Published by: Picador
Date released: 28/05/2020
Date read: 28/05/2020
Blindsided by her mother’s sudden death, and wrecked by a recent love affair, Casey Peabody has arrived in Massachusetts in the summer of 1997 without a plan. Her mail consists of wedding invitations and final notices from debt collectors. A former child gold prodigy, she now waits tables in Harvard Square and rents a tiny, mouldy room at the side of a garage, where she works on the novel she’s been writing for six years. At thirty-one, Casey is still clutching on to something nearly all her old friends have let go of: the determination to live a creative life. When she falls for two very different men at the same time, her world fractures even more. Casey’s fight to fulfil her creative ambitions and balance the conflicting demands of art and life is challenged in ways that push her to the brink.
There are not words that can do this book justice. Once again, this was a book that I devoured in less than a day, stopping only to eat dinner. I was instantly sad when I finished it, and that’s not because it’s got a sad ending, but because it means I was no longer reading it, and I want to be reading this book every day.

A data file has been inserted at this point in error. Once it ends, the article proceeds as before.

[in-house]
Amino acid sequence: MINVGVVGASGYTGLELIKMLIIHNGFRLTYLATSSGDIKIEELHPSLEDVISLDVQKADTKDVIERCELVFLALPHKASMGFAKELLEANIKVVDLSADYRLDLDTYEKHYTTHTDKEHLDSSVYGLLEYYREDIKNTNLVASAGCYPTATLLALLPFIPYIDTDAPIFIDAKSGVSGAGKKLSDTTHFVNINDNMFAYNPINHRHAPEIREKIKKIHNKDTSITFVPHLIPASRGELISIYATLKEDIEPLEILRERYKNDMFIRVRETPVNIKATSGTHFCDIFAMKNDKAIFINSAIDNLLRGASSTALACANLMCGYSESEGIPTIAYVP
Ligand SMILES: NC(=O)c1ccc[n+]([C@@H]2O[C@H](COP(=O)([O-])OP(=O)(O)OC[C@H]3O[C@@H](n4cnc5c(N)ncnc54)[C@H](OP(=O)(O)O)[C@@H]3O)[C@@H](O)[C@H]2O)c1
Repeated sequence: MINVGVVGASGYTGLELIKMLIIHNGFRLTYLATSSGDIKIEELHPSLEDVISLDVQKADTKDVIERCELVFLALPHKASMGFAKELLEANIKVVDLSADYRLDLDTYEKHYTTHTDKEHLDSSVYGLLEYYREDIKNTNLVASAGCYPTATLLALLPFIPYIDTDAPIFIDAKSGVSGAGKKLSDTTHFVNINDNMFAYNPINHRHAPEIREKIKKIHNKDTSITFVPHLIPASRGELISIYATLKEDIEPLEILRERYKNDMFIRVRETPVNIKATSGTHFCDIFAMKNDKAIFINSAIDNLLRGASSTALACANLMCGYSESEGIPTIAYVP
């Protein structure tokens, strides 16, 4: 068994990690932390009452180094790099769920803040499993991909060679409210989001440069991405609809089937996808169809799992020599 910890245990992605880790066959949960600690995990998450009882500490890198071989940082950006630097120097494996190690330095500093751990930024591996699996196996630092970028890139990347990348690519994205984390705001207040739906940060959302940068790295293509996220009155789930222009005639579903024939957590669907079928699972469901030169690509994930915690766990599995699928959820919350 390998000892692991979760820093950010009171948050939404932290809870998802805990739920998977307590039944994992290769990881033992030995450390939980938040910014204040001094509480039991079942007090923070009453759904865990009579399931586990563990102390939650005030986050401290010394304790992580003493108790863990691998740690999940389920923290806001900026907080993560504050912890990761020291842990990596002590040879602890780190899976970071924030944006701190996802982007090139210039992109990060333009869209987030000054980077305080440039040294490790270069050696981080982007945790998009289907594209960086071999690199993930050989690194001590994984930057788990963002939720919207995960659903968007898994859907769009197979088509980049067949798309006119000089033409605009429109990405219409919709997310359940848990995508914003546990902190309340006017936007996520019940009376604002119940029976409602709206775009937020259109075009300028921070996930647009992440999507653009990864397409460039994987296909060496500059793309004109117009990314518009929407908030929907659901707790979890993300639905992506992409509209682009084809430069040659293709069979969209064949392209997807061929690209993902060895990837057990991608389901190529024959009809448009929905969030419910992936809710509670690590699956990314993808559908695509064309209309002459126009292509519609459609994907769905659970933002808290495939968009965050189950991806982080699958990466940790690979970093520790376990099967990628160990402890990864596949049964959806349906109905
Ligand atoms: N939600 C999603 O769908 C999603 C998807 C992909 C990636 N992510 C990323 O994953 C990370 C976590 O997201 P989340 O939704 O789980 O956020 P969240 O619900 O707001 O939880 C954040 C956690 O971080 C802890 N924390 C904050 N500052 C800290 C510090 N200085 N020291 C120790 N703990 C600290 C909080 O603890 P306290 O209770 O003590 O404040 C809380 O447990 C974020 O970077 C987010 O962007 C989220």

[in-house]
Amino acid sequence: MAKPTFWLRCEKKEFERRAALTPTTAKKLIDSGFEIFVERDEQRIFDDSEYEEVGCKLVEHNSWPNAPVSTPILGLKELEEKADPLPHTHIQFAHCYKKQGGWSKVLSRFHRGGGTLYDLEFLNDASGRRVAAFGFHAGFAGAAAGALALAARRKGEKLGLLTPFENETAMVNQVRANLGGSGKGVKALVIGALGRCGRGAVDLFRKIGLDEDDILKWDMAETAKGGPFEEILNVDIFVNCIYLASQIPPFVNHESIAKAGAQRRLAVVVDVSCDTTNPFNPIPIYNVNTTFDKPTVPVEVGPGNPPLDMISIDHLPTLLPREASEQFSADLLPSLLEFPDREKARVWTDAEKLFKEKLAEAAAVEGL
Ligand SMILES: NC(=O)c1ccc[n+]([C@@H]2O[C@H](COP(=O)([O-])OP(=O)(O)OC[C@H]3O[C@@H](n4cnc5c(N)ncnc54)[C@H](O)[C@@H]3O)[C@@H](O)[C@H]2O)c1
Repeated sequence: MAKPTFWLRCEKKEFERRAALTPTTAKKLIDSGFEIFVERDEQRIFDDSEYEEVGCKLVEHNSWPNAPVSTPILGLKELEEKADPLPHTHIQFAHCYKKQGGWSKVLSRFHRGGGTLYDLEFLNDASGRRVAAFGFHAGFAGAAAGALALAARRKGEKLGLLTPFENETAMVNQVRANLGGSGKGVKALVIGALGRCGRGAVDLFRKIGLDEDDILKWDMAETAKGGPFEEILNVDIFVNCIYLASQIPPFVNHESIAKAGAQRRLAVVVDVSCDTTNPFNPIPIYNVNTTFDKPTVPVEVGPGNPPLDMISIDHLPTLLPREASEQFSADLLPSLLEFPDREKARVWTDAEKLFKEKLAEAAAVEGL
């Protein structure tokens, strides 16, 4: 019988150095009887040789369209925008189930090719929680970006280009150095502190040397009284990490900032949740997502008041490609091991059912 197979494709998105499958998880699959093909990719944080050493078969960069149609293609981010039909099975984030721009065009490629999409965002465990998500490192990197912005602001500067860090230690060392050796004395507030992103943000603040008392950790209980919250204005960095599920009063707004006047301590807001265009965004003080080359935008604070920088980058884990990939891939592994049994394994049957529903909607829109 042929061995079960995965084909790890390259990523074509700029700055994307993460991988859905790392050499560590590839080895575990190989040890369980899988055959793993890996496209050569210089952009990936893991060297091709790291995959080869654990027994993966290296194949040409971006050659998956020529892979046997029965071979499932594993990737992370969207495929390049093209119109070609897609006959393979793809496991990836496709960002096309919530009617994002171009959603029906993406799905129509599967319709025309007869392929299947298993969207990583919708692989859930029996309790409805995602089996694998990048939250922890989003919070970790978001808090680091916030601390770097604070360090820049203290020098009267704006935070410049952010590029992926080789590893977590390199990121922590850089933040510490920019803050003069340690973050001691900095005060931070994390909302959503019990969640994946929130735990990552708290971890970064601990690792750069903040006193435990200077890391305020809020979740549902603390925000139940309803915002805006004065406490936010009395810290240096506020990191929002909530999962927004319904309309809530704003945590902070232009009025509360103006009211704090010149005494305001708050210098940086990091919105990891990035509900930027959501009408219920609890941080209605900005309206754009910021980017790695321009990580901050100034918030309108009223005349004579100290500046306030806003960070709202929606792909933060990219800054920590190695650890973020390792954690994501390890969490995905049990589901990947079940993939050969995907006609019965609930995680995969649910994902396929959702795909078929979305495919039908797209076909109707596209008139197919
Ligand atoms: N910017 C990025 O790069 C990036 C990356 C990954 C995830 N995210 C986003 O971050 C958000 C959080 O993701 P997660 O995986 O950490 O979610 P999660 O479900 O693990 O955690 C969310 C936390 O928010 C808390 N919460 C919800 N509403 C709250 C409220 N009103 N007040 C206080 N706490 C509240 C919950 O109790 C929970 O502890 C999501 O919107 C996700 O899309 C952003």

A story about a woman who has lost her mum hit a chord for me. As I’ve said in previous reviews, I lost my dad in 2017 when I was in my early twenties, a younger age than the main character, but the way Lily King writes about grief and loss is profoundly beautiful. It’s like she went into my heart and wrote down how it had broken.
I also bill myself as a struggling writer. I have about 35 just-started, half-finished, first drafted, second drafted fiction, non-fiction and children’s books lying around. I am hoping that one day I will finally realise what it is I am meant to write.
Lily King has managed to write an incredibly smart and achingly vulnerable main character struggling with being in her thirties, being single, and then being in a relationship, being without a mother, fearing for eviction and for unemployment. These are topics that all young women can relate to. She has managed to find the perfect balance between ending one phase of your life and beginning another.
As Confucius once said, “We have two lives, and the second begins when we realise we only have one.”